Exceptional Late Roman Gold Ring with Garnets and Sapphires

£ 11,700.00

An extremely fine and rare example of a Late Ancient Roman solid gold ring, featuring a round shape, delicately carved for the reception of six cabochon deep red garnets and two blue sapphires. The ring’s band has been modelled in the shape of elongated ovals, alternated with separation pellets, all worked from a single piece of high karat gold, around 22-23 karats. A wonderful example of Ancient Roman goldsmith art, surely belonged to a member of the Roman aristocracy or the imperial court. UK ring size Q. Weight: 4.7 g.

Date: Late Roman, 4th-5th Century AD
Provenance: Property of a London gentleman; formerly acquired before 1970; the rings is accompanied by a copy of a four page report from Striptwist Ltd, a London-based company run by precious metal specialist Dr Jack Ogden, reference number 191014. The ring will also come with a INTERPOL database search.
Condition: Extremely fine and rare piece. One of the two sapphires is modern. The ring is suitable for modern wear with care.
Product Code: RES-107

As in many ancient societies, jewellery was an important social marker used to demonstrate wealth. As a result of the expansion of the Roman Empire, Roman jewellery became more and more elaborate in its designs and materials used, such as precious and semi-precious gemstones. Roman jewellery often reflected the culture the Romans came into contact with, and can be viewed as a testament to the prosperity and power of the Roman Empire. The most popular type of Roman jewellery were rings, as Romans of Imperial Times enjoyed to wear big rings, extravagantly decorated with cameos or engraved precious stones. The custom of wearing rings was probably introduced into Rome by the Sabines, who are described in the early legends as wearing gold rings with precious stones. From the Roman Republic onwards it became customary for all the senators, chief magistrates, and at last for the equites also, to wear gold rings, known in Latin as annulus aureus, as a way to distinct themselves from the mass of the people. If initially the Romans only wore one ring, the nuptial fede , on the fourth finger on the left hand, very soon the custom of wearing rings on all the fingers of both hands started spreading. This was true with the exception of the middle finger, called impudicus or infamis, which was often used for an offensive gesture, and therefore left bare, without any rings. Both men and women would have worn multiple rings on each finger, competing in vanity for the one having the bigger or heavier ring. Rings composed of joined or carved gold cells set with coloured gems usually date from the late 4th century AD onwards and are an absolute rare find, with few examples on display at The Metropolitan Museum of New York and The British Museum in London.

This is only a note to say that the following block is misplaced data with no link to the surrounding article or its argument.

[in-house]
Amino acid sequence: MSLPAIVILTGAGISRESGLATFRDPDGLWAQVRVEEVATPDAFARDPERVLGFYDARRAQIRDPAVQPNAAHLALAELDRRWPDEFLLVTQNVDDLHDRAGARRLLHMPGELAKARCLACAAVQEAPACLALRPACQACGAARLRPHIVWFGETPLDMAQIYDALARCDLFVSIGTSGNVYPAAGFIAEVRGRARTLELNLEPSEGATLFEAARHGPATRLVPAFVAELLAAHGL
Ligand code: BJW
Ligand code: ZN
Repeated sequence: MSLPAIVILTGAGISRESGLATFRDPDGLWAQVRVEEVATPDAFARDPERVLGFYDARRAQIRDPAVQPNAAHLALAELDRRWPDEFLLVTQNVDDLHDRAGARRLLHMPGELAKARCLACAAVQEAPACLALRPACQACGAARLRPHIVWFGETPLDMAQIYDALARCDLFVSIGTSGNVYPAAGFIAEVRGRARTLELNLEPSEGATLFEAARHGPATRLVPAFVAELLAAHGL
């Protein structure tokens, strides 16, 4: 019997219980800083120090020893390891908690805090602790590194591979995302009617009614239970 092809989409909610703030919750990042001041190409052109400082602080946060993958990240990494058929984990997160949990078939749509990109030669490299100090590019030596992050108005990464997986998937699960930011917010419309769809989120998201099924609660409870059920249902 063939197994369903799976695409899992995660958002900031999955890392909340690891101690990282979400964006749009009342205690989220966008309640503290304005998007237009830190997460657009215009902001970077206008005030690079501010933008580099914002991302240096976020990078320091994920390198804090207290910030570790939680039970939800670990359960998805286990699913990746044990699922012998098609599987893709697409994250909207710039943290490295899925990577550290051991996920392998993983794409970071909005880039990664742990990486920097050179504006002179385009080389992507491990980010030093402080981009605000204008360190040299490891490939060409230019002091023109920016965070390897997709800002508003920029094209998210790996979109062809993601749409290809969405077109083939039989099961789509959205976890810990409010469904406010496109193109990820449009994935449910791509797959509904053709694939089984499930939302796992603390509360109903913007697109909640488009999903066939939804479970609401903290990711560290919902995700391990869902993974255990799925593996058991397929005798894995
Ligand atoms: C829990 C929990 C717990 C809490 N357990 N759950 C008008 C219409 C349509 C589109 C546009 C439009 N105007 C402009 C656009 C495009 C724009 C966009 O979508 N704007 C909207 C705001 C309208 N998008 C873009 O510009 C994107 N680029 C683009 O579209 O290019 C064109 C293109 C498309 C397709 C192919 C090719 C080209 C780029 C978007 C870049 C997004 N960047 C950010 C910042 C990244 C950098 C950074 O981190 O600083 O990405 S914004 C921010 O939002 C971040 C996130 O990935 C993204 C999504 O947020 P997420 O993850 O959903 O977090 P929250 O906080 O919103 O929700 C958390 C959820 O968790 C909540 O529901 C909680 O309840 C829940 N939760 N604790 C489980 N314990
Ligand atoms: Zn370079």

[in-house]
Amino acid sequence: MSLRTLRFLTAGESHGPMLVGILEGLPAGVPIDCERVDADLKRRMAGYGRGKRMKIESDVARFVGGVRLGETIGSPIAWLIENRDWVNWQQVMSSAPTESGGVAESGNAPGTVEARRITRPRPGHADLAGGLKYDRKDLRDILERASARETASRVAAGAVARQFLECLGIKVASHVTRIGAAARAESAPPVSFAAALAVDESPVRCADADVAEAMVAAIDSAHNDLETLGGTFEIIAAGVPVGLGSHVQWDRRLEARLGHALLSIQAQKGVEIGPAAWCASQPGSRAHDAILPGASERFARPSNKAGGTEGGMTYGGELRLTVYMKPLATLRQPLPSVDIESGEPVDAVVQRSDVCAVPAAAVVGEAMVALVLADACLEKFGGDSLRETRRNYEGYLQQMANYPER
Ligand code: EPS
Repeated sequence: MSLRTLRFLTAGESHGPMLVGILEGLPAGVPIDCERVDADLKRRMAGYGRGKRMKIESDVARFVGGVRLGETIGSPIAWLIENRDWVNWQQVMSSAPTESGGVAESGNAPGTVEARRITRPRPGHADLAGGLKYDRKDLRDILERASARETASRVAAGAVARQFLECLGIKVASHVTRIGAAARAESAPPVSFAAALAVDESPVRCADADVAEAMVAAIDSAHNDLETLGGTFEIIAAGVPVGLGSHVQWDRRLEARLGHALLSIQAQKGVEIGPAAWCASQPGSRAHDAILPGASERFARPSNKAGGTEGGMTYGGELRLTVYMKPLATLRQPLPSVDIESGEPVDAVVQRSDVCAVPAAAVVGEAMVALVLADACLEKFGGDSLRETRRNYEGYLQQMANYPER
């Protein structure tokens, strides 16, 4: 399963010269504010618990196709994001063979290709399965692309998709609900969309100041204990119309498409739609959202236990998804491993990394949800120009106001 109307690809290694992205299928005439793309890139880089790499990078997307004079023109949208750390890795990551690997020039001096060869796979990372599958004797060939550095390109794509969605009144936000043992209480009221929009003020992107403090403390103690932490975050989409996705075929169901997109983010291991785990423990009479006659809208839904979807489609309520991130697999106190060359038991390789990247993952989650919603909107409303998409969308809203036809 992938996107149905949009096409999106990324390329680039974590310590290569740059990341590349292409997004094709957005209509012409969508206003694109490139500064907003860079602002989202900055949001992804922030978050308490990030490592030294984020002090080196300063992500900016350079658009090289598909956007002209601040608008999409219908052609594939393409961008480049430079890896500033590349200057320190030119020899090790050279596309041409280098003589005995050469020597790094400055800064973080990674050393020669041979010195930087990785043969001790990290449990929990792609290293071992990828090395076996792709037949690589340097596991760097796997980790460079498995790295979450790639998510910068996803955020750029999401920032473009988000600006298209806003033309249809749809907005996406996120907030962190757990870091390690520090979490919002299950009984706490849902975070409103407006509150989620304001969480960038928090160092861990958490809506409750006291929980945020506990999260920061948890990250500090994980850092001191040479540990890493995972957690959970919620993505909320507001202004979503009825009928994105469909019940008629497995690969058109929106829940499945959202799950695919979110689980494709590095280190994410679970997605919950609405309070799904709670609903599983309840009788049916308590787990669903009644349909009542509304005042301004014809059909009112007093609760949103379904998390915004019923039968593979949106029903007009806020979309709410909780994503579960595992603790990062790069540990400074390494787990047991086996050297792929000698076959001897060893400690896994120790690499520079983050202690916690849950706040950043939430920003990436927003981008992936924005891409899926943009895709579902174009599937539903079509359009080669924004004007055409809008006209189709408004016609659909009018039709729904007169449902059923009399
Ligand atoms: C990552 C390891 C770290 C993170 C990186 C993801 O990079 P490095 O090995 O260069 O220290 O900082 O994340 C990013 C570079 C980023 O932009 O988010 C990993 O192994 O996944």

To discover more about Roman jewellery, please visit our relevant blog post: Roman Jewellery: Gold Rings.

Dimensions W 1.9 cm


Semi-Precious Stone


Precious Stones


Southern Europe

Reference: For a similar item, The Metropolitan Museum, item L.2015.72.38.

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